Parkinson's disease (PD) is a progressive neurological disorder. Average age of onset is 60 years, but onset can occur as early as the third decade of life or at any point thereafter. It is estimated that over 1,000,000 people suffer from PD in the United States and an additional 50,000 to 60,000 new cases are diagnosed each year. This represents approximately 0.3% of the general population, 3% of persons over the age of 65 and 10% of persons over the age of 80. Although we know that the loss of dopamine in an area of the brain called the substantia nigra is related to the development of PD, the cause of PD is currently unknown.
Tremor at rest (arm or leg is not in use), slowness of movement (bradykinesia) and rigidity (stiffness) are the primary symptoms of PD, as well as difficulties with walking and balance (postural instability) as the disease progresses. PD generally starts on one side of the body. Initial symptoms often include one arm that does not swing, decreased facial expression (hypomania), small handwriting (micrographia), short shuffling walk and speech and swallowing changes. PD can also result in non-motor symptoms such as depression, anxiety, apathy, sleep disturbances, slowed thinking and in about 30% of patients, dementia in the later stages of the disease.
Treatment for PD is generally started when symptoms begin to affect the performance of daily activities. The particular treatment for each person is selected based on the persons age, disease characteristics and severity, and lifestyle. There are multiple treatment options available including the following:
- MAO-B inhibitors - blocks MAO-B in the brain to increase natural dopamine
- Rasagiline (Azilect) - once daily treatment used as initial therapy and in combination with levodopa in more advanced disease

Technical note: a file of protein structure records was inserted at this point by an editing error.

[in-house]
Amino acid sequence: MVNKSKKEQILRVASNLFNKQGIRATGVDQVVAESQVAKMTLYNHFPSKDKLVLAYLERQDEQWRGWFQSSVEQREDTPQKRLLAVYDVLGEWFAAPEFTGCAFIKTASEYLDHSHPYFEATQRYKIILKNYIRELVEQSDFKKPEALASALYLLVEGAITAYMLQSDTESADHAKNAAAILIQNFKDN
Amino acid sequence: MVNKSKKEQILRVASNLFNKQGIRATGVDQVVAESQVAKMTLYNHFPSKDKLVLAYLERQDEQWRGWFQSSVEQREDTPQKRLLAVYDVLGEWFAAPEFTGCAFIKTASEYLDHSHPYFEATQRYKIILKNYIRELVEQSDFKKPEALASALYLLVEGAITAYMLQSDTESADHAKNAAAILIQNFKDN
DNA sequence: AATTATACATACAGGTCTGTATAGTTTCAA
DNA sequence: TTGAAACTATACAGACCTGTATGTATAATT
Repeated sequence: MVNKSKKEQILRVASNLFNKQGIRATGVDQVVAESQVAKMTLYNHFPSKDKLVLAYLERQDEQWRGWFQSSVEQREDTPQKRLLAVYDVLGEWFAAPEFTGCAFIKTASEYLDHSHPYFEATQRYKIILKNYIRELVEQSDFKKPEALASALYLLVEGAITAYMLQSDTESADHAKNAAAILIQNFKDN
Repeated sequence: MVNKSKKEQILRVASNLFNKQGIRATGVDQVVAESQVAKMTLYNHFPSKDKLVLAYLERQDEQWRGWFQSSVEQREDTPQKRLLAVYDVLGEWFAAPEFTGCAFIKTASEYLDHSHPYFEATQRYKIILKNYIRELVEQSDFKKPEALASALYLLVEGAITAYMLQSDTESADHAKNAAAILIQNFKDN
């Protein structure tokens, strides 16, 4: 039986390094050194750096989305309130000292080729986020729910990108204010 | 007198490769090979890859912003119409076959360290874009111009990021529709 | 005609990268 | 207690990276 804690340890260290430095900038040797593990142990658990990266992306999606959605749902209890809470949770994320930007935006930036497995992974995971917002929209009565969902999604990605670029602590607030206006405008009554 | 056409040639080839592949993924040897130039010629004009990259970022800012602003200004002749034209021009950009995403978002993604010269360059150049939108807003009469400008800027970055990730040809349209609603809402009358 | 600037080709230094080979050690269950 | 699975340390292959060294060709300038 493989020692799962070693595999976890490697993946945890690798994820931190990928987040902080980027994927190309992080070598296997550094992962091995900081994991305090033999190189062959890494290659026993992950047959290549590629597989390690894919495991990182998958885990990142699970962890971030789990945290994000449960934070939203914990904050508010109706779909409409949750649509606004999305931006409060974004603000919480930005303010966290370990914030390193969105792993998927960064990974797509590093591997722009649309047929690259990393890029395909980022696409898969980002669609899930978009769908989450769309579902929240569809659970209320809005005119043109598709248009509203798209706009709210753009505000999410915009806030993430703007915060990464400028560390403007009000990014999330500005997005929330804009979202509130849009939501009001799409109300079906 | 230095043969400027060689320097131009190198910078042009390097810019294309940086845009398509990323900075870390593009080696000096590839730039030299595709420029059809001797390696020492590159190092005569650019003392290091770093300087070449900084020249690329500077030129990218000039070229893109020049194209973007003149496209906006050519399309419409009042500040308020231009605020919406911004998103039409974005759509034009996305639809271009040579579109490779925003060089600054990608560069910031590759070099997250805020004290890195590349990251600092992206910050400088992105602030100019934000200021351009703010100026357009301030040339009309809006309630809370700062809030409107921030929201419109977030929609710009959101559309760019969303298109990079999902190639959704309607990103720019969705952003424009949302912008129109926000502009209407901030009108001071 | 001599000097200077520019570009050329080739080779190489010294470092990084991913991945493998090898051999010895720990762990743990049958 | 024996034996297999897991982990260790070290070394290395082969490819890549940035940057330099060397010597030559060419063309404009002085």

- Selegiline (Eldepryl, generic selegiline) - generally taken twice daily; used as initial therapy and in combination with levodopa in more advanced disease
- Orally disintegrating selegiline (Zelapar) - once daily treatment used in patients on levodopa with wearing off (loss of symptom control towards end of dose)
- Dopamine agonists - simtulate post-synaptic dopamine receptors
- Pramipexole (Mirapex, generic) - generally taken 3 times daily, used as initial therapy and in combination with levodopa in more advanced disease
- Pramipexole extended release (Mirapex ER) - once daily formulation used as initial therapy or in combination with levodopa in more advanced disease
- Ropinirole immediate release (Requip, generic) generally taken 3 times daily; used as initial therapy an in combination with levodopa in more advanced disease
- Ropinirole 24-hour prolonged release (Requip XL) - once daily treatment used as initial therapy or in combination with levodopa in more advanced disease
- Rotigitine Transdermal System (Neupro) - once daily patch used as initial therapy or in combination with levodopa in advanced disease
- Apomorphine (Apokyn) - injectable treatment; used as a rescue therapy in advanced disease for severe off periods
- Carbidopa/levodopa (Sinemet, Sinemet CR, generic formulations, Parcopa)
- Most effective treatment for PD and can be used as initial treatment but generally used later in the disease to delay the development of motor complications (dyskinesia and on/off periods)
- COMT inhibitors - blocks COMT to increase the amount of levodopa that reaches the brain; used only with levodopa
- Amantadine (Symmetrel, generic)
- occasionally used in early disease with mild symptoms; more commonly used in more advanced disease to control dyskinesia
- Anticholinergics - block acetylcholine; minimal benefit; can help drooling
- Deep Brain Stimulation (see surgical treatment)
- Surgical treatment option for persons who respond well to levodopa but have motor fluctuations (on/off periods) and dyskinesia that cannot be adequately controlled with medications
See related resources for more information about Parkinson's disease.
Sep 05, 2012